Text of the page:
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Philosophy Friends! by Francisco Mejia Uribe
Max Rocky Zelcer and Mark Zelcer review five short childrens’ books starring their Philosophy Friends!
Hi, I’m Max. I am seven years old and I am in second grade. Me and my dad Mark (who I call ‘Tatty’) are going to tell you about five books we read about Philosophy Friends! My dad helped me write this book report because usually we just talk about things and don’t write things down. Tatty’s comments are in italics.
The Philosophy Friends! books are all about philosophy, and they are all amazing. The friends are all animals with philosophy names, and they all talk about philosophy questions.
The first book, Philosophy Friends! Philippa Fox and the Trolley Problem, is about a trolley that can go right or left. If it goes one way it will pick up three friends and if it goes the other way it will pick up just one. If it picks up three friends, then the other one will have to find another way to get to the library. If it picks up one, then the three friends have no ride to the library. Socrates Goat said that we have to make as many people happy as we can, so the trolley picked up the three friends. Philippa Fox and Rawls Rabbit were sad because they wanted to pick up their one friend instead of the other three. But they listened to Socrates Goat. It turned out OK because the bus instead of the trolley picked up their friend.
This is my favorite Philosophy Friends! book. I like the pictures in it the best, especially the one with Rawls Rabbit being sad. But my dad says that he thinks it is the weakest of the lot. I don’t know what that means, but I thought it was a good idea for the trolley to always pick up three friends instead of just picking up one. Socrates Goat said that too. My dad thought that it was strange seeing Socrates lecturing in favor of utilitarianism. Also, the story misses the point of Philippa Foot’s original ‘Trolley Problem’. Her point was to show that there can be competing intuitions about maximizing utility versus one’s duty not to harm others. The story just ends up being a lesson in the virtue of maximising utility. But I agree with the book. You should always pick up three friends and let one friend take the bus because it is better to help three friends rather than just one. The one friend could just find another way to get to the library, even if his mom was counting on the trolley so she would not have to drive him.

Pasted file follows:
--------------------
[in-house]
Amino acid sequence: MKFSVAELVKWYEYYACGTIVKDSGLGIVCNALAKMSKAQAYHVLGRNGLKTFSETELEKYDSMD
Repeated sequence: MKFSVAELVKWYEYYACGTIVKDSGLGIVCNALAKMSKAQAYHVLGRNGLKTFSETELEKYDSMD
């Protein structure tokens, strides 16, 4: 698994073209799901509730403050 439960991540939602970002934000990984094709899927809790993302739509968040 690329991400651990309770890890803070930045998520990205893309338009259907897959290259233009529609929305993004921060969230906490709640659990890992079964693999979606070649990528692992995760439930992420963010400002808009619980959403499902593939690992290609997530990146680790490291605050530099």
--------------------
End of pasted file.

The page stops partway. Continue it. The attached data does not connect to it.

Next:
Images © Francisco Mejia Uribe. Please visit philosophyfriends.com
The second book, Philosophy Friends! Rawls Rabbit and the Fair Race, is about friends who always race. But one friend, Rawls Rabbit, is much faster than the others. Then Richard Hare comes along, and he is even faster than Rawls Rabbit! Richard Hare always wins. So Rawls Rabbit invents a fair race, letting some friends start ahead of the others so all the friends can win when they finish together.
My dad thought Rawls Rabbit came off as a bit self-serving. He is just old and cynical (I don’t know what that is either, but I hope it doesn’t happen to me when I get old). Rawls Rabbit was fine with the system until he wasn’t winning. Then he set up a system that was ‘fair’ so that everyone won, including him. But that seems to miss the point of a race. If they just wanted to run, why race? If they want to compete, there must be a winner. Nonetheless, just as the philosopher John Rawls did, the book shifts our focus from winning as ‘coming in first’, to winning as ‘being happy we all finished together’. My friends don’t compete too much, but I think some of them would want races to be fair and some would not. I will ask them when I go back to school.
The third book, Philosophy Friends! Mill Mouse visits the Statue of Liberty, is about the meaning of ‘freedom’. The friends talk about freedom on their way to visit the Statue of Liberty (which means Freedom) in New York. I live in New York too! Socrates Goat says that freedom is about doing what you want to do while making sure other people don’t get hurt.